Good morning. Thank you for being here. With me today are Scott Hammond, Deputy Assistant Attorney General for the Antitrust Division’s Criminal Enforcement Program and Joe Persichini, Assistant Director in Charge of the FBI’s Washington Field Office.
We are here to announce significant new developments in the Antitrust Division’s ongoing investigation into the international air transportation industry.
This investigation focuses on a conspiracy involving a number of the world’s largest airlines to manipulate air cargo transportation costs through a multi-year price fixing scheme. This conspiracy, conservatively, has affected billions of dollars of shipments. Estimates suggest that the total harm to American consumers and businesses from this conspiracy is in the hundreds of millions of dollars.
As part of the conspiracy, several companies and their co-conspirators artificially raised the price to ship into and out of the United States consumers goods of all types, including electronics, clothing, produce and medicines. As a result, freight forwarders, businesses and, ultimately, American consumers paid more than they should have for such products.
Today, in the latest development in this matter, as reflected in Informations filed in federal court here in Washington, Air France, Cathay Pacific Airways Limited, KLM Royal Dutch Airlines, Martinair Holland and SAS Cargo Group have agreed to plead guilty and pay criminal fines totaling $504 million for their illegal participation in this international price fixing cartel.
Of the $504 million in fines, Air-France and KLM, which now operate under common ownership by a single holding company, have agreed to pay a $350 million criminal fine. If the court accepts the plea agreement and imposes this fine, it would be the second largest criminal fine ever obtained by the Antitrust Division and one of the largest criminal fines ever imposed by the Department of Justice.
Furthermore, in addition to their guilty pleas, Cathay will pay a criminal fine of $60 million, Martinair will pay a $42 million fine, and SAS will pay a $52 million fine.
These latest guilty pleas acknowledge that these companies were involved in a conspiracy to fix cargo rates including base rates, fuel surcharges or post 9/11 security surcharges. The companies’ participation in the conspiracy began as early as 2001 and continued until at least 2006.
As an example of the impact of the conspiracy, fuel surcharges imposed by some of the conspirators rose by as much as 1000 percent during the course of the conspiracy, far outpacing any percentage increases in fuel costs that existed during the same time period.
Air France-KLM, Cathay, Martinair, SAS and their co-conspirators carried out their price fixing conspiracy, through officers and employees of the companies, by participating in meetings and discussions to enforce their illegal agreements.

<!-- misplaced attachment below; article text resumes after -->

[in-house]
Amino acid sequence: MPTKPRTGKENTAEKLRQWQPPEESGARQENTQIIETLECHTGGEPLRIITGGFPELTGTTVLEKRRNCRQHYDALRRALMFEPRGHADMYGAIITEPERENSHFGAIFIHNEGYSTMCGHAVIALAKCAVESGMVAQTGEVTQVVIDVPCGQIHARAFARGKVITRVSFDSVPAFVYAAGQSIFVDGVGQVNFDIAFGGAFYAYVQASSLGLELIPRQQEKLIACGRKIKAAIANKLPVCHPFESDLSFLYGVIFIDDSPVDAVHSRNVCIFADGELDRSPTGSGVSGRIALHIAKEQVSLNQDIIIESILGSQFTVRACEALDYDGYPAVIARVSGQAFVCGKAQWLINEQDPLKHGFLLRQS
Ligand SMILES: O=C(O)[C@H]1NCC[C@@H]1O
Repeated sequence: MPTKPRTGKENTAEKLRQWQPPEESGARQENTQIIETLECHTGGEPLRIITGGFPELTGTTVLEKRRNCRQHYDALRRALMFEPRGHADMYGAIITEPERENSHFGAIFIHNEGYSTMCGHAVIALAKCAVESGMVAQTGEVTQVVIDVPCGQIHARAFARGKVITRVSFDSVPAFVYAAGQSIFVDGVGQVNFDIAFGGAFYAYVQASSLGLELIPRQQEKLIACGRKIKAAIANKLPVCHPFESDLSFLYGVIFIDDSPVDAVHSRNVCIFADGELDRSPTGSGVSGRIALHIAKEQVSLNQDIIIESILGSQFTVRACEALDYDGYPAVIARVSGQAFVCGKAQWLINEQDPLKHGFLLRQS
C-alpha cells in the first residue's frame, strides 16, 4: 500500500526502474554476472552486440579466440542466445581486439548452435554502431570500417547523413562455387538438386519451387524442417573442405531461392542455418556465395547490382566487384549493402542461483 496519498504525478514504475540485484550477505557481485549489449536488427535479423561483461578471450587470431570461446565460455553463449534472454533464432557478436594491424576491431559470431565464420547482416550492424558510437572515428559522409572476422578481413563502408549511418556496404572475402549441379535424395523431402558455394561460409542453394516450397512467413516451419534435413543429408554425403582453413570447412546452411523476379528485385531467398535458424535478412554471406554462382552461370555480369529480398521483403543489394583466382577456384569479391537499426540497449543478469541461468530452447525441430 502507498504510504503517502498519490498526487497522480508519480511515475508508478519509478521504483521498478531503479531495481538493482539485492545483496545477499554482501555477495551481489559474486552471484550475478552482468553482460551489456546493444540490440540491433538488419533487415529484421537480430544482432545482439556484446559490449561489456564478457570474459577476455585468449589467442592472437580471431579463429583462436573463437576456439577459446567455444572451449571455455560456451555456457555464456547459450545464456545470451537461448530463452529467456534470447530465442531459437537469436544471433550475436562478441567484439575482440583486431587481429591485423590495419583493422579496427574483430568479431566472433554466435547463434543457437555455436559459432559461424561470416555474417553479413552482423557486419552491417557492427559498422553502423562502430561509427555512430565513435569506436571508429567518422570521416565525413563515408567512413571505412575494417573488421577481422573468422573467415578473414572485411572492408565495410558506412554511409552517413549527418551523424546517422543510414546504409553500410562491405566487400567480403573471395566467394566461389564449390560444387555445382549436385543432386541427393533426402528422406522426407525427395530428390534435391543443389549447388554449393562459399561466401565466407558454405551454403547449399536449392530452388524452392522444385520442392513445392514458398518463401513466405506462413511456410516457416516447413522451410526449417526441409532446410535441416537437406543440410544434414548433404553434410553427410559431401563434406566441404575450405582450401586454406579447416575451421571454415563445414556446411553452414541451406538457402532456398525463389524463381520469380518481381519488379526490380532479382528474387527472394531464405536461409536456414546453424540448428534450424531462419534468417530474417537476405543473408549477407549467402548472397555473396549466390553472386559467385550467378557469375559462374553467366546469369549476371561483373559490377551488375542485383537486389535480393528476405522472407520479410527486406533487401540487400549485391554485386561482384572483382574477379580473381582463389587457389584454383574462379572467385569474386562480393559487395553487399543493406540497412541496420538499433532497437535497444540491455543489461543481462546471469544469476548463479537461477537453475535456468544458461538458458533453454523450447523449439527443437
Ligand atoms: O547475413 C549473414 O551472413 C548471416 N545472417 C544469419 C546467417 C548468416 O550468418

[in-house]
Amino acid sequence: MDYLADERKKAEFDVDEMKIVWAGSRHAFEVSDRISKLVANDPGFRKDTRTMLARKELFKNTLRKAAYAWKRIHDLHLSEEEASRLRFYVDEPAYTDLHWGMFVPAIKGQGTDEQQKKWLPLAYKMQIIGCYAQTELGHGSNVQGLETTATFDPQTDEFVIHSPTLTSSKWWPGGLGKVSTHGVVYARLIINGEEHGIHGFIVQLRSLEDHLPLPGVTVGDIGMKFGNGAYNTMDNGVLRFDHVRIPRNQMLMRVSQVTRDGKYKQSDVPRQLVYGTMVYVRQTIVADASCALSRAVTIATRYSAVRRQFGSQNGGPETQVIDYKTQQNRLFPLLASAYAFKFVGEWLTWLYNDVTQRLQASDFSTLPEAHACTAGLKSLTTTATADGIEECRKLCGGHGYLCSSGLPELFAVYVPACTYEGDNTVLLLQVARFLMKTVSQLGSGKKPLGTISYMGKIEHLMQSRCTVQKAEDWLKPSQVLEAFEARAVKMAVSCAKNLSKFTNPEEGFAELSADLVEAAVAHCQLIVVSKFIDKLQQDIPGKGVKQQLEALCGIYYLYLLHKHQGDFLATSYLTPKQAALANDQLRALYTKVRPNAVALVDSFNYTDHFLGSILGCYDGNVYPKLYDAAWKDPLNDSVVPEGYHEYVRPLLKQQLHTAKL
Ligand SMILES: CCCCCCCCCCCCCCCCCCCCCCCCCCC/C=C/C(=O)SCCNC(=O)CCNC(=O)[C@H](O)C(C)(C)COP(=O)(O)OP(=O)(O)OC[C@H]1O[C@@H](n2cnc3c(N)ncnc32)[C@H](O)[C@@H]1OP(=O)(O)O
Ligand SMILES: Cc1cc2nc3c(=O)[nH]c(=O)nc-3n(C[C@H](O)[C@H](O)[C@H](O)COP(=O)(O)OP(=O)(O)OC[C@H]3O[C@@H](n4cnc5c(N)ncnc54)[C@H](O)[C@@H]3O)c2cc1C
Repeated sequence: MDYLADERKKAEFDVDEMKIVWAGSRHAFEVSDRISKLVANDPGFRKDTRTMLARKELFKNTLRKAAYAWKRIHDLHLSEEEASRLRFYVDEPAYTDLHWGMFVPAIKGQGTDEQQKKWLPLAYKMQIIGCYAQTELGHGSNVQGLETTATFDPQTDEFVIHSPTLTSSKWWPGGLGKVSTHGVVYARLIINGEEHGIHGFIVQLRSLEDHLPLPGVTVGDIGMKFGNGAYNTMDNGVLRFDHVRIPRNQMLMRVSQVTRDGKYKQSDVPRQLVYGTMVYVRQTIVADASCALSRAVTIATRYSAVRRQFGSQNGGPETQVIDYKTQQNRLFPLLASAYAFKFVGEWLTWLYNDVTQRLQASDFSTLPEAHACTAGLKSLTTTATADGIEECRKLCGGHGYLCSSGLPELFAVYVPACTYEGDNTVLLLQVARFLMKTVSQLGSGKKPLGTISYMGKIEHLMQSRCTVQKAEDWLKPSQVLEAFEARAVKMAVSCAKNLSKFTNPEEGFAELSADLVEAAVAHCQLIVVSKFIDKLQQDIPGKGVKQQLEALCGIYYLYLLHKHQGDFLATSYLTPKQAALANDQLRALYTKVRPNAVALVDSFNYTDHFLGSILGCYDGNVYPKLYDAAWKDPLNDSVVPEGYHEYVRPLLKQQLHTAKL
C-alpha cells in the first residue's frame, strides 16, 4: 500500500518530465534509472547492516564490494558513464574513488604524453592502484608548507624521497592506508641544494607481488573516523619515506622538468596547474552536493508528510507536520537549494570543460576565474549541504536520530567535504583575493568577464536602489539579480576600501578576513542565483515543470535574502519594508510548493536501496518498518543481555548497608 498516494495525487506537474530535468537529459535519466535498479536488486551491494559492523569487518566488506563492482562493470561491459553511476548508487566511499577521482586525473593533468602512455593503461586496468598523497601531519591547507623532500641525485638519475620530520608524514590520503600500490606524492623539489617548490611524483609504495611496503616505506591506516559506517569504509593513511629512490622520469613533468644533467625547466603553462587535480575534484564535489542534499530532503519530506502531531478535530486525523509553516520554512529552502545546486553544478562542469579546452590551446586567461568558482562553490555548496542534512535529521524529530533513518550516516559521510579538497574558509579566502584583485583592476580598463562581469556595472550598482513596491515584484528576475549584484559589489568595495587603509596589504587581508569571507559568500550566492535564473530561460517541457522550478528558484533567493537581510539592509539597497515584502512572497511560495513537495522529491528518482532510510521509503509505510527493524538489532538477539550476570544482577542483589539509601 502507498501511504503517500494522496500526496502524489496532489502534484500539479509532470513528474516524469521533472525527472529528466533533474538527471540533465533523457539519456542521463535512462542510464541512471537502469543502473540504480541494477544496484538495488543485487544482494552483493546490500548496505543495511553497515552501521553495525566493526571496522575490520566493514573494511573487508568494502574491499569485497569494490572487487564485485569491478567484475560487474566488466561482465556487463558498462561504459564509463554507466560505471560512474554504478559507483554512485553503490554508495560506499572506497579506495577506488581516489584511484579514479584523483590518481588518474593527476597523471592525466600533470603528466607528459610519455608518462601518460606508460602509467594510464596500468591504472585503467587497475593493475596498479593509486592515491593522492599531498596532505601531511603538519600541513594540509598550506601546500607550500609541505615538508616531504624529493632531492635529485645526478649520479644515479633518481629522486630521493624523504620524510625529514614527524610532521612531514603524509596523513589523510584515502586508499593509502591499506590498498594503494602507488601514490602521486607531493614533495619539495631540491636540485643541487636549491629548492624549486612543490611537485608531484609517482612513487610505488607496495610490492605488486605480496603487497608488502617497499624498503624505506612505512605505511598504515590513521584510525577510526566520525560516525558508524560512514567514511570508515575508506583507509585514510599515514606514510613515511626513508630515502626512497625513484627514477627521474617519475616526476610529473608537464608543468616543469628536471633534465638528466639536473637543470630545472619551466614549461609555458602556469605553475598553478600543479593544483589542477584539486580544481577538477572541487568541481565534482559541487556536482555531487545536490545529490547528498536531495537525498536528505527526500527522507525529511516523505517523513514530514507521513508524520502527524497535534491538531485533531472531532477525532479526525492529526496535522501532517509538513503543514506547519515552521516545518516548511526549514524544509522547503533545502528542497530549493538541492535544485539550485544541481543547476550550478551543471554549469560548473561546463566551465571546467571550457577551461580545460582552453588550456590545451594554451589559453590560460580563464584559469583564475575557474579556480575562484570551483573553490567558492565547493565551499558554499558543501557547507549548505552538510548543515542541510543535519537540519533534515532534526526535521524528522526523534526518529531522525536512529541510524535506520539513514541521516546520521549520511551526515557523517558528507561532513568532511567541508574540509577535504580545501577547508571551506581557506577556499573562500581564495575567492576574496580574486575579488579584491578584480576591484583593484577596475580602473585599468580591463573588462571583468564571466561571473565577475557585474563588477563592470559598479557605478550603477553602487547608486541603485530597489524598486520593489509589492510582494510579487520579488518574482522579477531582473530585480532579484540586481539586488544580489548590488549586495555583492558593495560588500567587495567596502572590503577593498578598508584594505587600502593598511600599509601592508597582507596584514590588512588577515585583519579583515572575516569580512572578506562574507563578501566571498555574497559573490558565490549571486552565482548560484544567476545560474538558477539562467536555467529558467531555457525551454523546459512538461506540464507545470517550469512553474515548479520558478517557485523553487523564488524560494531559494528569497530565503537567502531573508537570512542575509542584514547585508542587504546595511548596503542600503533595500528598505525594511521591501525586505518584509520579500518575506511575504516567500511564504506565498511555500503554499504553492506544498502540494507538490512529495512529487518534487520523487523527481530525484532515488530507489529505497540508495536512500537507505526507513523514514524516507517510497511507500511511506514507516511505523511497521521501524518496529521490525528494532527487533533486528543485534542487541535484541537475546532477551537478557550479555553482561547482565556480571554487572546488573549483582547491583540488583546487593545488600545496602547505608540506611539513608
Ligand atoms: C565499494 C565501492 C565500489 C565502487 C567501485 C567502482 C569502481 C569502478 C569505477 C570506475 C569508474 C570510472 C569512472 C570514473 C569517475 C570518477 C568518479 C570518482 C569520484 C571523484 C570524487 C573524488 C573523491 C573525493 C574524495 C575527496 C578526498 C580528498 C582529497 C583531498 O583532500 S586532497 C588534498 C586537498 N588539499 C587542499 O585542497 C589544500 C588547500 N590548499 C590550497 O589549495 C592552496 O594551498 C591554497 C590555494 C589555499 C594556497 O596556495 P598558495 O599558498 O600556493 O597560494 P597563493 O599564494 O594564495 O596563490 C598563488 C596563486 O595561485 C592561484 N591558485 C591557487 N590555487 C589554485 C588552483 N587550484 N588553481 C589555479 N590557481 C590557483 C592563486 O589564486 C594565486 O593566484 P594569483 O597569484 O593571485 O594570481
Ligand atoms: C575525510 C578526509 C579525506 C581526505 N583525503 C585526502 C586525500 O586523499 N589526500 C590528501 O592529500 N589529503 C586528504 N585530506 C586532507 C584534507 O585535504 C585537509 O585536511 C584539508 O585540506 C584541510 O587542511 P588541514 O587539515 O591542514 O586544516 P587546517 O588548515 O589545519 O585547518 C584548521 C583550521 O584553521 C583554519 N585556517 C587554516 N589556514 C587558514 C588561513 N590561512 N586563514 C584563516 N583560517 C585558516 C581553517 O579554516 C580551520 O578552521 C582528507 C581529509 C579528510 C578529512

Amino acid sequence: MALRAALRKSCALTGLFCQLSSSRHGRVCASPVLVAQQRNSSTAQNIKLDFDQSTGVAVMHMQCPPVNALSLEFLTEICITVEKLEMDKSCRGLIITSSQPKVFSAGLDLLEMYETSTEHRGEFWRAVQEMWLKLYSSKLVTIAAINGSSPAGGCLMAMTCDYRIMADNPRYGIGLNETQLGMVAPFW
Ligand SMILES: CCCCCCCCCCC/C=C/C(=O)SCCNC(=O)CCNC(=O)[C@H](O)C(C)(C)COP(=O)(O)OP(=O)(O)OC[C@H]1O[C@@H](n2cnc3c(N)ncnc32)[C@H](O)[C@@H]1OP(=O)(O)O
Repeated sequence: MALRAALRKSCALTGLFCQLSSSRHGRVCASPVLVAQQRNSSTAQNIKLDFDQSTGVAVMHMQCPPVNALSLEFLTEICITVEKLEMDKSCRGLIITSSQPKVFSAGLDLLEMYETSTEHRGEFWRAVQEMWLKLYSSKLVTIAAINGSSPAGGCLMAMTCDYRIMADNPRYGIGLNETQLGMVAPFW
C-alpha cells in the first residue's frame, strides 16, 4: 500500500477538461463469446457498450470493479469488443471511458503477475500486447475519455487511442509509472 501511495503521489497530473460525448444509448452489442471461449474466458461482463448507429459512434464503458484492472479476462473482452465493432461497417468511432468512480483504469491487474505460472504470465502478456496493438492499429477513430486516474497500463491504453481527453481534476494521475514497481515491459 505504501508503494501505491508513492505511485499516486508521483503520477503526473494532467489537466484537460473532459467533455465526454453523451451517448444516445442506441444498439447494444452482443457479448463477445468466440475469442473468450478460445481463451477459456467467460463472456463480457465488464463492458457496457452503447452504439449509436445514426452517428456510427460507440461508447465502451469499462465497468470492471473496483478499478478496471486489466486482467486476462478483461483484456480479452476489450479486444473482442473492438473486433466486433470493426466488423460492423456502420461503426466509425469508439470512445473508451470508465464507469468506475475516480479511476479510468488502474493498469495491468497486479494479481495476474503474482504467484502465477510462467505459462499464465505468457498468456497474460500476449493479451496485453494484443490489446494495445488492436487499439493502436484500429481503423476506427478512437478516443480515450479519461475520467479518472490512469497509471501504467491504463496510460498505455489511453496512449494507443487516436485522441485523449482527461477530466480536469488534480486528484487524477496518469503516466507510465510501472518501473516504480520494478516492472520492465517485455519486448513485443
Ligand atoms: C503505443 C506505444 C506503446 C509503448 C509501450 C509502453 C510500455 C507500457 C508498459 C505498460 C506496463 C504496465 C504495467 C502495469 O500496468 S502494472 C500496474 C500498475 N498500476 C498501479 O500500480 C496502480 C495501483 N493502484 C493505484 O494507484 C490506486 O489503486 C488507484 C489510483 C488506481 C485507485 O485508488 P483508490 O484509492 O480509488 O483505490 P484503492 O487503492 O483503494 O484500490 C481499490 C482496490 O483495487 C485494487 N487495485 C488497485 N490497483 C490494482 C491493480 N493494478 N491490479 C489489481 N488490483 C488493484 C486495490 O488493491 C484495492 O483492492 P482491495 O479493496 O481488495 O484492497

They levied cargo rates in accordance with the agreements they reached in these meetings and discussions which were held in the United States, Europe, and Asia. The companies also monitored and enforced adherence to the agreed-upon cargo rates.
These are not the first charges brought in this investigation. In August 2007, British Airways and Korean Airlines pleaded guilty and each paid $300 million fines for their roles in fixing prices on air cargo rates and passenger fares.
Earlier this year, Qantas Airways pleaded guilty and paid a $61 million fine and Japan Airlines pleaded guilty and paid a $110 million fine.
And, most recently, Qantas’s former highest-ranking executive employed in the U.S., pleaded guilty, agreed to pay a fine and to serve 8 months in jail for his role in the conspiracy.
With today’s plea agreements, it brings the total fines imposed in the Antitrust Division’s investigation in the air transportation industry to more than $1.2 billion, the highest total amount of fines ever imposed in a criminal antitrust investigation.
These enforcement actions demonstrate the Antitrust Division’s successful efforts to aggressively investigate and prosecute illegal cartel activity – here and abroad – in order to ensure that American consumers and businesses are not harmed by illegal anticompetitive activities.
I want to recognize the efforts of the Antitrust Division’s National Criminal Enforcement Section and the FBI’s Washington Field Office. They have spent countless hours protecting American consumers and businesses from violations of our antitrust laws.
I also want to acknowledge the Department of Transportation’s Office of the Inspector General and the U.S. Postal Service’s Office of the Inspector General, and our foreign counterparts for their invaluable assistance in this international investigation.
The transportation of goods into and out of the United States is the life blood of a vibrant economy. Millions of Americans consumers and thousands of American businesses — from the corner store to the biggest corporation — rely on the air transportation industry to provide the products we buy, sell, and use every day. The price-fixing conspiracy acknowledged here today undermines our economy and harms the American people who, due to the lack of true competition in this area, end up footing the bill. The FBI and the Antitrust Division stand ready to investigate and prosecute such anticompetitive conduct to the fullest extent of the law.
Joe Persichini will now say a few words on behalf of the FBI, after which we will be happy to answer any questions you may have.